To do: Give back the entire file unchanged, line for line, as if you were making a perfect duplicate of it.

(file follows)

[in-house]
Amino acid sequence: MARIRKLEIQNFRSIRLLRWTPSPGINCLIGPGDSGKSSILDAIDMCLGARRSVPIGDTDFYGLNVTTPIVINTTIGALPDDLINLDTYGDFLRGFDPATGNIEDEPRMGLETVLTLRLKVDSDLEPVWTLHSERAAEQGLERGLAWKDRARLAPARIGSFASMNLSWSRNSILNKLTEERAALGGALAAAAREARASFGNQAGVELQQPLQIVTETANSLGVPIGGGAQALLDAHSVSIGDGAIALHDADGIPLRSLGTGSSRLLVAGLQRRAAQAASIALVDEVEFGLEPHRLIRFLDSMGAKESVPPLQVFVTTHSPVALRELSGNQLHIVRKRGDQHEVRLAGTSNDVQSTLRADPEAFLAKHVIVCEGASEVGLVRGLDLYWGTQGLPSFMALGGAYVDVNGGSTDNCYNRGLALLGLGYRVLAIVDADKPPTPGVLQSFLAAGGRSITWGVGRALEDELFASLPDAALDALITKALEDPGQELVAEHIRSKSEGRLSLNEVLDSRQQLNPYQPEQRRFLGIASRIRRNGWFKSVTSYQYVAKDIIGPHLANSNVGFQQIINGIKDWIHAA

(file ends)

[in-house]
Amino acid sequence: MARIRKLEIQNFRSIRLLRWTPSPGINCLIGPGDSGKSSILDAIDMCLGARRSVPIGDTDFYGLNVTTPIVINTTIGALPDDLINLDTYGDFLRGFDPATGNIEDEPRMGLETVLTLRLKVDSDLEPVWTLHSERAAEQGLERGLAWKDRARLAPARIGSFASMNLSWSRNSILNKLTEERAALGGALAAAAREARASFGNQAGVELQQPLQIVTETANSLGVPIGGGAQALLDAHSVSIGDGAIALHDADGIPLRSLGTGSSRLLVAGLQRRAAQAASIALVDEVEFGLEPHRLIRFLDSMGAKESVPPLQVFVTTHSPVALRELSGNQLHIVRKRGDQHEVRLAGTSNDVQSTLRADPEAFLAKHVIVCEGASEVGLVRGLDLYWGTQGLPSFMALGGAYVDVNGGSTDNCYNRGLALLGLGYRVLAIVDADKPPTPGVLQSFLAAGGRSITWGVGRALEDELFASLPDAALDALITKALEDPGQELVAEHIRSKSEGRLSLNEVLDSRQQLNPYQPEQRRFLGIASRIRRNGWFKSVTSYQYVAKDIIGPHLANSNVGFQQIINGIKDWIHAA